A starfish, or sea star, can regenerate a new animal from a small piece of its body. Starfish eat oysters, so oyster fisherman used to chop starfish into pieces to kill them and reduce the competition. They finally realized they they were only making lots of new starfish.
There are no male New Mexico whiptail lizards. Female whiptails have the ability–unusual among vertebrates–to reproduce without a mate. All the sisters in a whiptail community are identical. They are also identical to their mother, their grandmother, and all their female ancestors.
Now here are the Newbery criteria that are pertinent to this book (and I would argue that this text excels in these areas for its genre as good or better than any other book this year).
- Interpretation of the theme or concept
- Presentation of information including accuracy, clarity, and organization
The entire book is a model of clarity and organization, but since this post is already too long, I’m just going to talk about the features on this single spread, features which are characteristic of many spreads in the book.
First, notice that Jenkins always moves from general to specific and/or abstract to concrete. In this spread, his opening paragraph discusses asexual reproduction and then the various captions provide specific examples. This alone taps into the way children learn best, but then Jenkins actually includes genuinely fascinating tidbits like those of the oyster fisherman and the female lizards. Not so much to distract you from the theme or concept of the page, but enough to make you flip quickly to the back matter to read a little bit more.
Second, some people had a hard time following the various captions and sidebars in MOONBIRD, although that was such a complete non-issue for me that the complaint felt frivolously manufactured. The beauty of this spread, therefore, is its textual-visual-textual orientation. I read the paragraph first because it’s always in the same place and always in a larger font, then my eyes flit to the most visually appealing illustration and I read the caption for it, then I glance at another illustration and read its caption, and so on. Because items on the page are not ordered sequentially it really doesn’t matter what order I read those captions in.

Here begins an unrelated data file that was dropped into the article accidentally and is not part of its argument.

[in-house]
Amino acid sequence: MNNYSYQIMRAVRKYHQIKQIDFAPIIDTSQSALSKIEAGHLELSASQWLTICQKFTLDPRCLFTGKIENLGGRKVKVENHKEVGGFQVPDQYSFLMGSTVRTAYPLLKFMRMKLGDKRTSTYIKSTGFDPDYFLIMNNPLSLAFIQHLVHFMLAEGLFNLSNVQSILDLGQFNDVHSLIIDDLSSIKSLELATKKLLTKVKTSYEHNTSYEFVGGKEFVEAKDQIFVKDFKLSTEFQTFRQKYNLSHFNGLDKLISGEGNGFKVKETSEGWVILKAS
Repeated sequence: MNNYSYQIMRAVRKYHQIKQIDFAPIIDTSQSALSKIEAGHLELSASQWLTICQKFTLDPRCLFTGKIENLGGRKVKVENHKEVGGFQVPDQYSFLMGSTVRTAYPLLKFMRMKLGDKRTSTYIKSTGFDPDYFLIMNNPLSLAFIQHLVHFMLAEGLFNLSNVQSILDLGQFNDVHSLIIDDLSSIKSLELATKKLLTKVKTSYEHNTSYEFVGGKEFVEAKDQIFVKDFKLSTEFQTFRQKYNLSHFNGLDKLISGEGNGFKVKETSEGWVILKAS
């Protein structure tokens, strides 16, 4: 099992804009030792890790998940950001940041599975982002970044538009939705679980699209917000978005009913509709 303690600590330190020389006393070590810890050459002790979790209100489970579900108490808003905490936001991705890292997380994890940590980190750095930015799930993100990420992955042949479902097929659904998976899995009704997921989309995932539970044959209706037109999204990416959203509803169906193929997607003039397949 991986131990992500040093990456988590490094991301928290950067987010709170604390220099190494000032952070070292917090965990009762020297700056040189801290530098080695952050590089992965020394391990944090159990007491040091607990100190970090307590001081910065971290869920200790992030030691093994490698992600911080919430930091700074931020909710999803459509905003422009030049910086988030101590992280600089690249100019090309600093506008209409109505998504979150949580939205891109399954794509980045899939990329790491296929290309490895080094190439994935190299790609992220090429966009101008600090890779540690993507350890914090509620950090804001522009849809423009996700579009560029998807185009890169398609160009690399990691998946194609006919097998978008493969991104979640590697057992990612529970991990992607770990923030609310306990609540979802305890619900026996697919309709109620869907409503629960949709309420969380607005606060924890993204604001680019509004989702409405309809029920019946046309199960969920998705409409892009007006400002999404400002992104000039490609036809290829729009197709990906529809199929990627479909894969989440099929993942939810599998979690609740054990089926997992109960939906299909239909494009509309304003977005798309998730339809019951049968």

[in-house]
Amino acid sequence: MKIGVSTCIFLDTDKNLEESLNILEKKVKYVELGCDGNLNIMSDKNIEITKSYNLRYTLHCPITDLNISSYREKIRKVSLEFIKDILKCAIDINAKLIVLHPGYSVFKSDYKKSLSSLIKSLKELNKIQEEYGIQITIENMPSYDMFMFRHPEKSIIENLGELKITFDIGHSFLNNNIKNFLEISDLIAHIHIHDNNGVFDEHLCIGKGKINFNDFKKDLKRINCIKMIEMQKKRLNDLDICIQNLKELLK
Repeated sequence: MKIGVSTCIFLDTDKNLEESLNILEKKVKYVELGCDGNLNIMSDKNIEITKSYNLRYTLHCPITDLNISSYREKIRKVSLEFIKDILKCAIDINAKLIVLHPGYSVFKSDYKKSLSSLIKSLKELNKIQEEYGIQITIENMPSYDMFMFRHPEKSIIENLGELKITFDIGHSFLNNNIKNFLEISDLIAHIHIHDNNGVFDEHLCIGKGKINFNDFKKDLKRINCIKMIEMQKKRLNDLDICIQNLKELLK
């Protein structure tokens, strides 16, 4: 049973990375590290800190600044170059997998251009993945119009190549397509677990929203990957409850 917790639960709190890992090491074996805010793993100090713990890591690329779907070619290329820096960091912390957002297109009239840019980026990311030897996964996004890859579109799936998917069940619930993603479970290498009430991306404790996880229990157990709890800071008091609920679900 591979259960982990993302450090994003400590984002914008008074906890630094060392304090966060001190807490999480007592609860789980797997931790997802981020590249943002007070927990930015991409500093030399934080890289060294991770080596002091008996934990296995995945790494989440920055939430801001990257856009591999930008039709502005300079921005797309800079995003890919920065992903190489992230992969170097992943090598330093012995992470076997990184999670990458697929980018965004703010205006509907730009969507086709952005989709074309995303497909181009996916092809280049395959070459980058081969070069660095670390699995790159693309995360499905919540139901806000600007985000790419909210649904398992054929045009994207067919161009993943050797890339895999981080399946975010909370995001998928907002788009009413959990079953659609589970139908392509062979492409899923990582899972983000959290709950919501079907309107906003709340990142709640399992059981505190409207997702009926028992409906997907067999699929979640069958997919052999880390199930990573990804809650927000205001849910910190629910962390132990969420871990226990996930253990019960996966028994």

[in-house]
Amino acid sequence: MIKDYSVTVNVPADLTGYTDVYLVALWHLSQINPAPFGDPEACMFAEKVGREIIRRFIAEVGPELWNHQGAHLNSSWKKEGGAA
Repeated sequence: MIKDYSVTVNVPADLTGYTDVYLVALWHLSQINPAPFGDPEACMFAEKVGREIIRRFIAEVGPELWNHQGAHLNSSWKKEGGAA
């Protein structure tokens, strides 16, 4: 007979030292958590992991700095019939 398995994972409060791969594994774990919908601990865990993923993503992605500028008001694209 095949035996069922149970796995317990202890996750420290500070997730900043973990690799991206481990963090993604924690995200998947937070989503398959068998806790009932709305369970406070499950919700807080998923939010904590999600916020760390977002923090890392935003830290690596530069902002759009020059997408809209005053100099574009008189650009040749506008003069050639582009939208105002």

And this is just the way the theme or concept is developed on one spread, the way the information is presented with clarity, organization, and accuracy on one spread–to say nothing of those same features within and between chapters, and the entire book itself.
Can a reference book win the Newbery Medal?
Yes, it can.
What does that reference book look like?
It looks like THE ANIMAL BOOK.
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About Jonathan Hunt
Jonathan Hunt is the Coordinator of Library Media Services at the San Diego County Office of Education. He served on the 2006 Newbery committee, and has also judged the Caldecott Medal, the Printz Award, the Boston Globe-Horn Book Awards, and the Los Angeles Times Book Prize. You can reach him at email@example.com